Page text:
For Lend Lease business manager of cross laminated timber developer Andrew Nieland, there is no better way to summarise the significance of engineered timber in building and construction in Australia and beyond than by quoting drMM founding director and UK architect Alex De Rijke.
If the 19th century was the century of steel and the 20th century was the century of concrete, De Rijke says, “then the 21st century is about engineered timbers.”
“Now he’s not a crackpot, he’s an architect of high standing,” Nieland told a Property Council of Australia conference on sustainability in Melbourne recently.
“When someone of his standing in the construction industry says that, it is incumbent upon all of us to stand up and take notice.”
Indeed, that’s exactly what Nieland and colleagues are doing. Only recently, Lend Lease used cross laminated timber (CLT) to construct the tallest timber building anywhere in the world – Melbourne’s Forté apartment building at Victoria Harbour. Going forward, the company says it expects to use the material on 30 to 50 per cent of its apartment building pipeline.
Based on the results at Forté, there is plenty to be excited about. According to company estimates, the use of CLT provided similar levels of structural integrity as traditional concrete buildings while delivering better thermal performance and reducing the building’s projected life-cycle CO2 emissions by around 1,400 tonnes. Being largely based on pre-fabrication, the CLT construction process involved less material on site and was cleaner, simpler and faster – four months faster, Nieland says.
Asked about the main benefits of CLT use from a project management viewpoint on the Victoria Harbour development, Neiland nominates two key areas.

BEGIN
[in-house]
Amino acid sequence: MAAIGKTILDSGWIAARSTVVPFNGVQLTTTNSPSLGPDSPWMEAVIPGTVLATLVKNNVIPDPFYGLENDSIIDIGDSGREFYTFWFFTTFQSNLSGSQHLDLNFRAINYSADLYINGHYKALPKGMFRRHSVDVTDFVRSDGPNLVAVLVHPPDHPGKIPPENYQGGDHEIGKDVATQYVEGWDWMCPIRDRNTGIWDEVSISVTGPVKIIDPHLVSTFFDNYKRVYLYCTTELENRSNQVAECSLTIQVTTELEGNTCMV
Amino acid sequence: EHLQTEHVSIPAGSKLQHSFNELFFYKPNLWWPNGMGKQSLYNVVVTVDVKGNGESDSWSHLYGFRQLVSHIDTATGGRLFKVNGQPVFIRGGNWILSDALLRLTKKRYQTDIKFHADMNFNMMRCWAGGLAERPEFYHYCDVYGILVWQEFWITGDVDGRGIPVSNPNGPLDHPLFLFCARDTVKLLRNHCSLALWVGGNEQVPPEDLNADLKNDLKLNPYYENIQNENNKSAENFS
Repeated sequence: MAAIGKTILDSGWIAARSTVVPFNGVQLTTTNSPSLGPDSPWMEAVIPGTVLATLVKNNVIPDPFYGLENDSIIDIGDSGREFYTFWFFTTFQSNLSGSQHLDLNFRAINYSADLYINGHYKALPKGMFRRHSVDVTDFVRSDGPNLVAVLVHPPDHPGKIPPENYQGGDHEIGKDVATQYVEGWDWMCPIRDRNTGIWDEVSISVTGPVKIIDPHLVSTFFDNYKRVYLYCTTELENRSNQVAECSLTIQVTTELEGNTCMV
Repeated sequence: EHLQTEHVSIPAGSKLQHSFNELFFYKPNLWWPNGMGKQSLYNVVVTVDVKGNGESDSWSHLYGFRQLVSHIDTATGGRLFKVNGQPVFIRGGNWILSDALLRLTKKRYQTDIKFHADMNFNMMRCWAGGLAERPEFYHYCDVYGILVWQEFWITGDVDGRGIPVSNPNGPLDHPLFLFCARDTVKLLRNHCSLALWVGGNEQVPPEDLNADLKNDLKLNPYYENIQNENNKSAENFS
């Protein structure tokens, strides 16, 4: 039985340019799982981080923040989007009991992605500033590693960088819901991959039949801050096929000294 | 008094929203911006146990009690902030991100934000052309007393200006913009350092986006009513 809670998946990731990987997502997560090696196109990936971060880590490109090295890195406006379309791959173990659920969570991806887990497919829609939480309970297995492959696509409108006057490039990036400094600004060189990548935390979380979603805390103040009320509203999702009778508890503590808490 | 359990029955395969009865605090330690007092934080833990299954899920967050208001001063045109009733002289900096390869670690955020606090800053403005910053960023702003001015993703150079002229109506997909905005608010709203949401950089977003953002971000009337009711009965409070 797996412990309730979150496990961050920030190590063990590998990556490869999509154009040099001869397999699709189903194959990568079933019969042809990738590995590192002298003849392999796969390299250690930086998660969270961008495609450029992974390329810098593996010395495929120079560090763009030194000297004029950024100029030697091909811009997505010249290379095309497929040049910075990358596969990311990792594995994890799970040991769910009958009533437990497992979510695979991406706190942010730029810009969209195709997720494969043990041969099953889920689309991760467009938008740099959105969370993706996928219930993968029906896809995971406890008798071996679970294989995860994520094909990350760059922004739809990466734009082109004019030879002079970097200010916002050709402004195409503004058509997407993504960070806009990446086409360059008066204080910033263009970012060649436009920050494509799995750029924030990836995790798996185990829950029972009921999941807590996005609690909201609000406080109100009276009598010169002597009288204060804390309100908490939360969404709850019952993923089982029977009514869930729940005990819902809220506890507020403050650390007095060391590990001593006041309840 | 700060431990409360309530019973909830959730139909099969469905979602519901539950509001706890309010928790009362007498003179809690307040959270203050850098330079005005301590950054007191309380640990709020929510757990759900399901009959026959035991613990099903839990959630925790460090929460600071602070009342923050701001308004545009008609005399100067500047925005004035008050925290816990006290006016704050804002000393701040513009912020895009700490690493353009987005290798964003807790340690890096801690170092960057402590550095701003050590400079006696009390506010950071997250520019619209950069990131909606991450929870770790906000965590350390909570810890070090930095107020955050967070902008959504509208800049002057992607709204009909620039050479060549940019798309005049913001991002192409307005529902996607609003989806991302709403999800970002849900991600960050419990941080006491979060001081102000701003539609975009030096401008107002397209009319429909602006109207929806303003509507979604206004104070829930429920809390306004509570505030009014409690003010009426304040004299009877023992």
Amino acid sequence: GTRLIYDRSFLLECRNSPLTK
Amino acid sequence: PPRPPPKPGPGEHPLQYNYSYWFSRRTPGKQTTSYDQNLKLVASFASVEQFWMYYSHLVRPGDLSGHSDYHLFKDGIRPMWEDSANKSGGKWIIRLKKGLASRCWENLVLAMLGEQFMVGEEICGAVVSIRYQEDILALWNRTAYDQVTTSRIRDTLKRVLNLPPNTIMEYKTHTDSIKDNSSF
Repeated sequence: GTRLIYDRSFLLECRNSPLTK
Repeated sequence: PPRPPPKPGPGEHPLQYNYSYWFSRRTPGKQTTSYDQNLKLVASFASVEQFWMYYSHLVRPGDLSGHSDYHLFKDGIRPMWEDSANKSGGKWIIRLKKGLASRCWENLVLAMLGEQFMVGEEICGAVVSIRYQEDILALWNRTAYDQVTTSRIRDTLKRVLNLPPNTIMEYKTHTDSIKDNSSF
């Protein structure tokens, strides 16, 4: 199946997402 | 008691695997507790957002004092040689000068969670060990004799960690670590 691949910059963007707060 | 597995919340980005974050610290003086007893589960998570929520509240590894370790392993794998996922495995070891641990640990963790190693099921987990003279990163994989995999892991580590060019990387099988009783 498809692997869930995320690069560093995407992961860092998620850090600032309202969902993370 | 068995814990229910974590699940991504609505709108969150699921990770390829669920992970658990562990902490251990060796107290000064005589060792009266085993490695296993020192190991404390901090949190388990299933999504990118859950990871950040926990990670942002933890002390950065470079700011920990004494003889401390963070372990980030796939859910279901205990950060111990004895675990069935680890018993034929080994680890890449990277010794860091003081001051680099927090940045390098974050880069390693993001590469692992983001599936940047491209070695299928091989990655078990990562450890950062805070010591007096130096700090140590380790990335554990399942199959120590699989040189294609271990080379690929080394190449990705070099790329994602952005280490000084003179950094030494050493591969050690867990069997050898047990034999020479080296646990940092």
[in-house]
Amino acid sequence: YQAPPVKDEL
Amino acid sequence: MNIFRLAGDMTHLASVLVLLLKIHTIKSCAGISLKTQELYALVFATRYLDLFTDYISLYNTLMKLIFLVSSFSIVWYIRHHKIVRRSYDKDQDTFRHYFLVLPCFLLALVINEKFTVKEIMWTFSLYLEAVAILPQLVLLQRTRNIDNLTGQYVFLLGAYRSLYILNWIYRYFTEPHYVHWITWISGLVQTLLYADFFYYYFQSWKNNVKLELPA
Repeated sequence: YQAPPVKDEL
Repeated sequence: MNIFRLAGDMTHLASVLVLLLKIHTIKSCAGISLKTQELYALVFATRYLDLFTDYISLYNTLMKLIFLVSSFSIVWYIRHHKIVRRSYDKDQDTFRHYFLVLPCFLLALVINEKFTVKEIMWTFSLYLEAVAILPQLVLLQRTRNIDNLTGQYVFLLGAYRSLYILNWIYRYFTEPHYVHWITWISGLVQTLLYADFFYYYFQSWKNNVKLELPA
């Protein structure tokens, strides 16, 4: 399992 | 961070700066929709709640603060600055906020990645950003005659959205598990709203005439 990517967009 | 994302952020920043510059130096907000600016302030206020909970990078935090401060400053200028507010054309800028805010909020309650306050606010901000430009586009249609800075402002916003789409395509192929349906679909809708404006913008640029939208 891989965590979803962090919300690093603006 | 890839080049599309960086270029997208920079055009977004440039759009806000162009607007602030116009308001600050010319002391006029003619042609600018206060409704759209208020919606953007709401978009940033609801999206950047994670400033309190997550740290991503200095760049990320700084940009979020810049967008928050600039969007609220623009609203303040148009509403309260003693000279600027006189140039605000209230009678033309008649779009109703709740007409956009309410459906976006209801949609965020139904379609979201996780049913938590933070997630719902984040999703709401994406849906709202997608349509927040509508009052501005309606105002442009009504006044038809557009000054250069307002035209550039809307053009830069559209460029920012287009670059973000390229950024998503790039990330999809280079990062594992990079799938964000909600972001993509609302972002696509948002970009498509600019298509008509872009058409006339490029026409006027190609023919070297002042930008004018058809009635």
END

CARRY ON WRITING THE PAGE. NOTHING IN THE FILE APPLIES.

“Safety is the most important from a Lend Lease perspective. And that’s about a number of things: reduced high risk work, the elimination of injuries associated with formwork and reinforcing. It’s also a better work environment so less dust, vibration noise and obstruction,” he says.
“And commercially speaking, the biggest thing is speed. With it being pre-fabricated, all of the main penetrations were already taken care of, and fixing into timber is a lot easier than fixing into concrete, so for the electricians, plumbers, plasterers and others, it’s a lot easier job [working with a CLT structure] than working with concrete.”
Nieland says the biggest challenges in dealing with the first building of its kind in Melbourne revolved around the authority space, which involved making sure Lend Lease achieved structural certification and demonstrating compliance with building code requirements on issues such as durability, fire protection and acoustics – much of which was achieved through careful design detailing.
Being a timber-based product, fire protection was an interesting issue. Nieland says Lend Lease needed to do a lot of testing to achieve the fire ratings and work closely with the Melbourne Fire Brigade and the Building Appeals Board in Melbourne to demonstrate that CLT would meet the code requirements.
As a ‘mass wood,’ CLT is different than ordinary timber and has a predictable fire performance (it chars at 0.7 milimetres per minute). Moreover, in terms of fire engineering, required ratings can be achieved by adding additional layers of timber or supplementary materials such as fire rated plasterboard.
Asked about any advice he would give to managers embarking on a project using CLT, Nieland says it is imperative to get the right expertise in place.
“Consider timber as a material from day one and understand that it is not just about replacing other materials with timber, it is about a different construction process which is pre-fabricated,” he says.
“It’s really about understanding what all that entails up front.”